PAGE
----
Indian Ringneck Parakeets makes excellent pets. Their ability to mimic words and tricks and repeat sounds make them suitable pets. Indian Ringnecks go through a special stage after weaning that may cause them to be aggressive. This stage is natural and is a learning period for your Indian Ringneck. Even though they get into their bluffing period, we advise bird owners to continue handling daily to ensure tameness. Remember that most birds, especially parakeets get territorial while they are in the cage. So if your Indian Ringneck tries to bite while you try got get him out of the cage is normal as he is only trying to protect his territory, and he might feel you are invading his privacy. Don’t forget to handle your baby for at least one hour daily after weaning in order to remain tame.
The Indian ringneck Parakeets is a very popular pet. However, it may not be right for everyone because it requires a lot of attention and care. Still, it is a very social bird and can become an excellent companion for the entire family.
Indian ringneck parrots are popular for their charismatic behavior and outstanding mimicking potential. They come in a wide variety of color mutations. Indian ringneck parrots have very strong personalities. They require lots of hands-on training, particularly when they are young. With lots of positive reinforcement training, an Indian Ringneck can make an outstanding companion.
Male and Female Differences
Male and female Indian ringneck parrots of the same color are similar in appearance. However, mature males typically have a ring around their neck. The ring is a thin, black line that extends from the beak’s underside to the back of the neck. Females sometimes have a ring around their neck, although it is not as distinct as the ring on the male.
Indian ringneck colors
The regular green Indian Ringneck today has been bred to encompass many mutations. These birds can be purchased in solid colors such as blue, yellow, white, or gray. Along with these solid colors, there are many other mutations, such as cobolts, clear tails, pieds, cinnamons, and lacewings, to name a few. Indian ringnecks in captivity are bred in various colors, including white, yellow, bright blue, violet, cinnamon, and silvery gray. Albino Indian ringnecks do not have a distinctive black ring. Yellow, albino, and cinnamon colors are genetically sex-linked. Green and gray belong to dominant genes, while blue and multi-color belong to recessive genes.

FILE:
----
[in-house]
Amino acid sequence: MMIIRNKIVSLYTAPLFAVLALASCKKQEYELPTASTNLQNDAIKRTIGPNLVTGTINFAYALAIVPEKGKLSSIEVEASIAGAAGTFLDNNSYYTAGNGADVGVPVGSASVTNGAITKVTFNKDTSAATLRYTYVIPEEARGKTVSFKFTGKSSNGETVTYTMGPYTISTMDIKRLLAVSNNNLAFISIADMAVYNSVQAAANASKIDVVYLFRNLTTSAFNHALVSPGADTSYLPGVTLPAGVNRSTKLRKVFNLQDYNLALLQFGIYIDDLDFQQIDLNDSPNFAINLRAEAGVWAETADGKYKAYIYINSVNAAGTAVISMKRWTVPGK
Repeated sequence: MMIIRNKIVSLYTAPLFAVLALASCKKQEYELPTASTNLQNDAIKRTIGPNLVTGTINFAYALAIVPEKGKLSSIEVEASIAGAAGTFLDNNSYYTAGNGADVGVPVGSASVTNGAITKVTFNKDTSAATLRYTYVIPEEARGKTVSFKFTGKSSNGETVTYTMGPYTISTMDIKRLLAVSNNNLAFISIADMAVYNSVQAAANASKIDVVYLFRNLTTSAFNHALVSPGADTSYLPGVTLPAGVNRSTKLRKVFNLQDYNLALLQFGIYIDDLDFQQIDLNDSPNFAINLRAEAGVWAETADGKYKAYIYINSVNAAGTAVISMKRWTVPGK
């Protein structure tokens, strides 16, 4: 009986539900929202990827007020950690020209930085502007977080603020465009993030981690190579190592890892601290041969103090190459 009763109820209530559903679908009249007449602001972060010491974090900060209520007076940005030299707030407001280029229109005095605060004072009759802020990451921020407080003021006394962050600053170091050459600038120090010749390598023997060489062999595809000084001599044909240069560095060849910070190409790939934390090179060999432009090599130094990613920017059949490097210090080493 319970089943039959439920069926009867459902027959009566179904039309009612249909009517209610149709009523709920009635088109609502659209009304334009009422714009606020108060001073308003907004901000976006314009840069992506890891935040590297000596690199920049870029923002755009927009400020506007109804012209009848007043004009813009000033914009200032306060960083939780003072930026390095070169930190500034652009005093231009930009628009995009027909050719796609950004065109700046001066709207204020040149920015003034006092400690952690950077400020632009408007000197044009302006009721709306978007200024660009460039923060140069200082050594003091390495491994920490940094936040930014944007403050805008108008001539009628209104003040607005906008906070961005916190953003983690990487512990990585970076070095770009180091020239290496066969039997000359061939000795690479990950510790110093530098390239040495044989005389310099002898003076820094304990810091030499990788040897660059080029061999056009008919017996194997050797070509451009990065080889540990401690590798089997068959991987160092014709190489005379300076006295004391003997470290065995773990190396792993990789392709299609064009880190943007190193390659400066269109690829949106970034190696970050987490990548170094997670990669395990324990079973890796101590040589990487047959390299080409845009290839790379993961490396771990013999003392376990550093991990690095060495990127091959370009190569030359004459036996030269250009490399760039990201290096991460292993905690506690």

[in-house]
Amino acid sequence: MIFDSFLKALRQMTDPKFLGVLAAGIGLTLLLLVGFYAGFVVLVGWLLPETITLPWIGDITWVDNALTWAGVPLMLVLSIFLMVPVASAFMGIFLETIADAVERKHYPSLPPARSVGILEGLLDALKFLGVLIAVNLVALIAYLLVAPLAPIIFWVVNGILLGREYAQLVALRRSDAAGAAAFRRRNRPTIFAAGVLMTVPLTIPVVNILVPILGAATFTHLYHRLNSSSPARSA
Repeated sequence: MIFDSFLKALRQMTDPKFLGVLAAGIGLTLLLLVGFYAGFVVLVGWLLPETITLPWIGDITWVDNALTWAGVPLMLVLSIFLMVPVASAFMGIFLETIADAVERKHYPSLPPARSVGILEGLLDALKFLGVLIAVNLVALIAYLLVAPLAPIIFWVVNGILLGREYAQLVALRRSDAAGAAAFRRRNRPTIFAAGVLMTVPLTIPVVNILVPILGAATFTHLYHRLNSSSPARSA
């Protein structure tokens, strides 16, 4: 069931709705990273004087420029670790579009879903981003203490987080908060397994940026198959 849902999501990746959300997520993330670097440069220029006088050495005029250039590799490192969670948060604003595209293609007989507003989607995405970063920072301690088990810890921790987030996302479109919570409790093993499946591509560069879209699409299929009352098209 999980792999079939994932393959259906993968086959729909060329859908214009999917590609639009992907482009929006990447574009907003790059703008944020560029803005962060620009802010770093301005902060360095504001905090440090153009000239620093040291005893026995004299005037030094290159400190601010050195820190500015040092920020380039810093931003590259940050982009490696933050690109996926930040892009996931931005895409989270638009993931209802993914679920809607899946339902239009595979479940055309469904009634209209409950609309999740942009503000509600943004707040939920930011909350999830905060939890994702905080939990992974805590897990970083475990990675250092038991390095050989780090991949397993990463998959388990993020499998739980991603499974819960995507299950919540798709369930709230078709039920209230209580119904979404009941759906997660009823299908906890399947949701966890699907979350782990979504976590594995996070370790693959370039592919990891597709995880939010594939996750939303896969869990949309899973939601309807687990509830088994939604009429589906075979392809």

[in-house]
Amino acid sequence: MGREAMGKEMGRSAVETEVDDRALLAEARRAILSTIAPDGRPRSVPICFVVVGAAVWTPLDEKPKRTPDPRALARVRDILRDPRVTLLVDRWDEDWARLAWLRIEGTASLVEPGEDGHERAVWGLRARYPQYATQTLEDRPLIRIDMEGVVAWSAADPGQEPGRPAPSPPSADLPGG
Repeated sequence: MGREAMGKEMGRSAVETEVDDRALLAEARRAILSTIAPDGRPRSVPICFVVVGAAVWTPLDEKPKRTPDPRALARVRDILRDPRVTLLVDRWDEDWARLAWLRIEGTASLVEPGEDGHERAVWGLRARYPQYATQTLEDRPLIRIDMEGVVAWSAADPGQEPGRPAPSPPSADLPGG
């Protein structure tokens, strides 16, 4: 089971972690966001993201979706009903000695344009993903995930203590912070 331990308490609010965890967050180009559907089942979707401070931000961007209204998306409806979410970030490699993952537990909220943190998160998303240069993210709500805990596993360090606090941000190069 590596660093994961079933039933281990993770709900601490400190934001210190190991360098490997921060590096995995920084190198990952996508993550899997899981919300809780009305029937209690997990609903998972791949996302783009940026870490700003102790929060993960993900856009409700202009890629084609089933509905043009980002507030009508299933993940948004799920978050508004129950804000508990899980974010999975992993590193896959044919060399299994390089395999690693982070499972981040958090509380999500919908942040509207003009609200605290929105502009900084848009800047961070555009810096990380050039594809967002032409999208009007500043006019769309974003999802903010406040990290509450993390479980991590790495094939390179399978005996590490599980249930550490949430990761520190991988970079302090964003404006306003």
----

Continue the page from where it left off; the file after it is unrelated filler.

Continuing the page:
Ideally, the minimum cage size for this bird would be 25″ long, 21″ wide, and 29″ high with ½” wire spacing.
Common Names: Indian ringneck parakeet, Indian ringneck parrot, rose-ringed parakeet
Scientific Name: Psittacula krameri
Origin: Asia, India, & Pakistan
Lifespan: They can leave up to 25 to 30 years; (captive). In the wild, they survive less because of natural predators and disease.
Clutch Size: 3-6 white eggs; but average of five eggs
Incubation: 23 days
Talking Ability: Excellent,
FEEDING: Parrot mix is their base as in the wild. They eat seeds, weeds, buds. I use seed mix as a base, add pellets, and any fruits that come available. Apple slices are what they eat the most; also, I give them celery, oranges, corn in the cob, romaine lettuce, kale, and pomegranate.
BREEDING: Ringnecks are easy breeders, but it takes a commitment to do so. I start putting up breeding boxes by the end of December; as soon as I mount the breeding box, they start peaking in it. Be careful when introducing new males to the females as they are aggressive and even kill the male. I put both males and females in the breeding cage without a nesting box to avoid this problem. I pair them up by October, so they have plenty of time to know each other. At the end of February, they start laying. They can double clutch if you pull out the babies by two weeks to hand feed them; that way, you give the pair time to prepare for a second clutch.
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